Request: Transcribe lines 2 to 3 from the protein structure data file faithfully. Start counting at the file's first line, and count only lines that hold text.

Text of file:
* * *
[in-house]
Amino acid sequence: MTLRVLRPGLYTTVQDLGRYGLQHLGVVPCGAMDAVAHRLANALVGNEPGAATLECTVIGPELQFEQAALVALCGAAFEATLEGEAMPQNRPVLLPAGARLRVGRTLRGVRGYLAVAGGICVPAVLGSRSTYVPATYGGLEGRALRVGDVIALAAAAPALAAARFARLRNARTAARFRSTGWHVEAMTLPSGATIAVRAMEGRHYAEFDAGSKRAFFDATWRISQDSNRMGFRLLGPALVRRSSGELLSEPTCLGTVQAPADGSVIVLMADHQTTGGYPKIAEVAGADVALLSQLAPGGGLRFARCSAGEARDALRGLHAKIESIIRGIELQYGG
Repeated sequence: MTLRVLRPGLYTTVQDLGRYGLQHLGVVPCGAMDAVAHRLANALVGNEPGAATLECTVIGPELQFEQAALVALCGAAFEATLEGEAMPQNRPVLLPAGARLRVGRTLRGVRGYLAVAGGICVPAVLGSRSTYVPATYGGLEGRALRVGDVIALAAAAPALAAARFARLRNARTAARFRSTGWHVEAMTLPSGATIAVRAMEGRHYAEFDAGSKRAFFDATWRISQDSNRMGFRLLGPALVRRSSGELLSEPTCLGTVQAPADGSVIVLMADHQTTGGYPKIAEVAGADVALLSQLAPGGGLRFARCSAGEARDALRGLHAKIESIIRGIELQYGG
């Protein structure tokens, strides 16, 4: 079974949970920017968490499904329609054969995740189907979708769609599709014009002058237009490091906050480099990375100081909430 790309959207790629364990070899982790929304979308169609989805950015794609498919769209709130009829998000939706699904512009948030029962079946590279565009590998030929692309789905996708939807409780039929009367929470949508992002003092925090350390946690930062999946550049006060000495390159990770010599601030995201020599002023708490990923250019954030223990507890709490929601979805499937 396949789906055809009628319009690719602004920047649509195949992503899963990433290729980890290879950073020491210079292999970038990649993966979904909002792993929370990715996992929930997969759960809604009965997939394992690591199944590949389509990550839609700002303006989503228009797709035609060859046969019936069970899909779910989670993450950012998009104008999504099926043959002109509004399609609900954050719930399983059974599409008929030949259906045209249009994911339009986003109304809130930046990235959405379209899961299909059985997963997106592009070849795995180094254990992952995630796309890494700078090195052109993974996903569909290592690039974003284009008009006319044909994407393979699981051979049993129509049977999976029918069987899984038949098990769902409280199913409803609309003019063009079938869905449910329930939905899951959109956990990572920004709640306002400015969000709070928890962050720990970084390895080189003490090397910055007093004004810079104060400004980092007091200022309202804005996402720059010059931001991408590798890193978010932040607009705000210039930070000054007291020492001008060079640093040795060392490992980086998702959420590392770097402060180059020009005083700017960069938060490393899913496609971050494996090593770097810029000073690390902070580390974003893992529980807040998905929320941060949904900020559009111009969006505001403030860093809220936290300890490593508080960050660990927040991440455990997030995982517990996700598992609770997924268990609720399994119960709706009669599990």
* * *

Amino acid sequence: MTLRVLRPGLYTTVQDLGRYGLQHLGVVPCGAMDAVAHRLANALVGNEPGAATLECTVIGPELQFEQAALVALCGAAFEATLEGEAMPQNRPVLLPAGARLRVGRTLRGVRGYLAVAGGICVPAVLGSRSTYVPATYGGLEGRALRVGDVIALAAAAPALAAARFARLRNARTAARFRSTGWHVEAMTLPSGATIAVRAMEGRHYAEFDAGSKRAFFDATWRISQDSNRMGFRLLGPALVRRSSGELLSEPTCLGTVQAPADGSVIVLMADHQTTGGYPKIAEVAGADVALLSQLAPGGGLRFARCSAGEARDALRGLHAKIESIIRGIELQYGG
Repeated sequence: MTLRVLRPGLYTTVQDLGRYGLQHLGVVPCGAMDAVAHRLANALVGNEPGAATLECTVIGPELQFEQAALVALCGAAFEATLEGEAMPQNRPVLLPAGARLRVGRTLRGVRGYLAVAGGICVPAVLGSRSTYVPATYGGLEGRALRVGDVIALAAAAPALAAARFARLRNARTAARFRSTGWHVEAMTLPSGATIAVRAMEGRHYAEFDAGSKRAFFDATWRISQDSNRMGFRLLGPALVRRSSGELLSEPTCLGTVQAPADGSVIVLMADHQTTGGYPKIAEVAGADVALLSQLAPGGGLRFARCSAGEARDALRGLHAKIESIIRGIELQYGG